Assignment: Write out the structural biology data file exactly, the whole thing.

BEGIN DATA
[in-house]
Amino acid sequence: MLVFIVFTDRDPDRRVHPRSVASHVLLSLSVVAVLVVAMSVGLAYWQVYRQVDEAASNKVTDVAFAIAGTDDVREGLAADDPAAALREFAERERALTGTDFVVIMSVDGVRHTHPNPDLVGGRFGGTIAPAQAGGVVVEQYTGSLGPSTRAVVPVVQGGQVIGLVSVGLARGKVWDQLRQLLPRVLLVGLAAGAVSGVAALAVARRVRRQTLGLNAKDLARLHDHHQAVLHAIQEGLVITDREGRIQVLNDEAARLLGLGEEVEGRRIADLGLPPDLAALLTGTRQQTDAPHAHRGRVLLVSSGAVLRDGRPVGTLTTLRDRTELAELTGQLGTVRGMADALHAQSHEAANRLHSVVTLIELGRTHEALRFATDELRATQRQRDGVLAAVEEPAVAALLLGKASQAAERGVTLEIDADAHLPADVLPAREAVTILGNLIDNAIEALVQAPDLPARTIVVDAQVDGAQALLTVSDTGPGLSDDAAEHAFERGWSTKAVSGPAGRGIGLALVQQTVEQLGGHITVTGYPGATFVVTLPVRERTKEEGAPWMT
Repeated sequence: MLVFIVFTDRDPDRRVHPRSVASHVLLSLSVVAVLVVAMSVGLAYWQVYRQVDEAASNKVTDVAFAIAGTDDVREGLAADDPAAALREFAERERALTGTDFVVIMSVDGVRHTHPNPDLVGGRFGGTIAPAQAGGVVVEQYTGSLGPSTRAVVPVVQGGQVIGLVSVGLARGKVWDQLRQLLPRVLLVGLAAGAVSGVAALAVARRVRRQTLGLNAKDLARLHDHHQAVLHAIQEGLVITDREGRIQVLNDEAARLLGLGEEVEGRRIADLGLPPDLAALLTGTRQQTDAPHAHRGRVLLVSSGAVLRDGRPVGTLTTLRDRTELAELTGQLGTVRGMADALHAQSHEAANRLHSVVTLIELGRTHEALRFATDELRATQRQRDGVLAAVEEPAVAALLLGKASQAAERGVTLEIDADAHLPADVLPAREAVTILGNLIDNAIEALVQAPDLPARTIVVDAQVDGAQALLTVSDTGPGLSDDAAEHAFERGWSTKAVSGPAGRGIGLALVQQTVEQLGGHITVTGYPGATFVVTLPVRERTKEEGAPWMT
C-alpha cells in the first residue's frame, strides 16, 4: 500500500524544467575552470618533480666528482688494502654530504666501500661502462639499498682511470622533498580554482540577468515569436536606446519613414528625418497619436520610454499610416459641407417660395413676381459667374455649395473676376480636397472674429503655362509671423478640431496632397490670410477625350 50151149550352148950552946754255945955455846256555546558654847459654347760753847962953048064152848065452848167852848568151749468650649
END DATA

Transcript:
[in-house]
Amino acid sequence: MLVFIVFTDRDPDRRVHPRSVASHVLLSLSVVAVLVVAMSVGLAYWQVYRQVDEAASNKVTDVAFAIAGTDDVREGLAADDPAAALREFAERERALTGTDFVVIMSVDGVRHTHPNPDLVGGRFGGTIAPAQAGGVVVEQYTGSLGPSTRAVVPVVQGGQVIGLVSVGLARGKVWDQLRQLLPRVLLVGLAAGAVSGVAALAVARRVRRQTLGLNAKDLARLHDHHQAVLHAIQEGLVITDREGRIQVLNDEAARLLGLGEEVEGRRIADLGLPPDLAALLTGTRQQTDAPHAHRGRVLLVSSGAVLRDGRPVGTLTTLRDRTELAELTGQLGTVRGMADALHAQSHEAANRLHSVVTLIELGRTHEALRFATDELRATQRQRDGVLAAVEEPAVAALLLGKASQAAERGVTLEIDADAHLPADVLPAREAVTILGNLIDNAIEALVQAPDLPARTIVVDAQVDGAQALLTVSDTGPGLSDDAAEHAFERGWSTKAVSGPAGRGIGLALVQQTVEQLGGHITVTGYPGATFVVTLPVRERTKEEGAPWMT
Repeated sequence: MLVFIVFTDRDPDRRVHPRSVASHVLLSLSVVAVLVVAMSVGLAYWQVYRQVDEAASNKVTDVAFAIAGTDDVREGLAADDPAAALREFAERERALTGTDFVVIMSVDGVRHTHPNPDLVGGRFGGTIAPAQAGGVVVEQYTGSLGPSTRAVVPVVQGGQVIGLVSVGLARGKVWDQLRQLLPRVLLVGLAAGAVSGVAALAVARRVRRQTLGLNAKDLARLHDHHQAVLHAIQEGLVITDREGRIQVLNDEAARLLGLGEEVEGRRIADLGLPPDLAALLTGTRQQTDAPHAHRGRVLLVSSGAVLRDGRPVGTLTTLRDRTELAELTGQLGTVRGMADALHAQSHEAANRLHSVVTLIELGRTHEALRFATDELRATQRQRDGVLAAVEEPAVAALLLGKASQAAERGVTLEIDADAHLPADVLPAREAVTILGNLIDNAIEALVQAPDLPARTIVVDAQVDGAQALLTVSDTGPGLSDDAAEHAFERGWSTKAVSGPAGRGIGLALVQQTVEQLGGHITVTGYPGATFVVTLPVRERTKEEGAPWMT
C-alpha cells in the first residue's frame, strides 16, 4: 500500500524544467575552470618533480666528482688494502654530504666501500661502462639499498682511470622533498580554482540577468515569436536606446519613414528625418497619436520610454499610416459641407417660395413676381459667374455649395473676376480636397472674429503655362509671423478640431496632397490670410477625350 50151149550352148950552946754255945955455846256555546558654847459654347760753847962953048064152848065452848167852848568151749468650649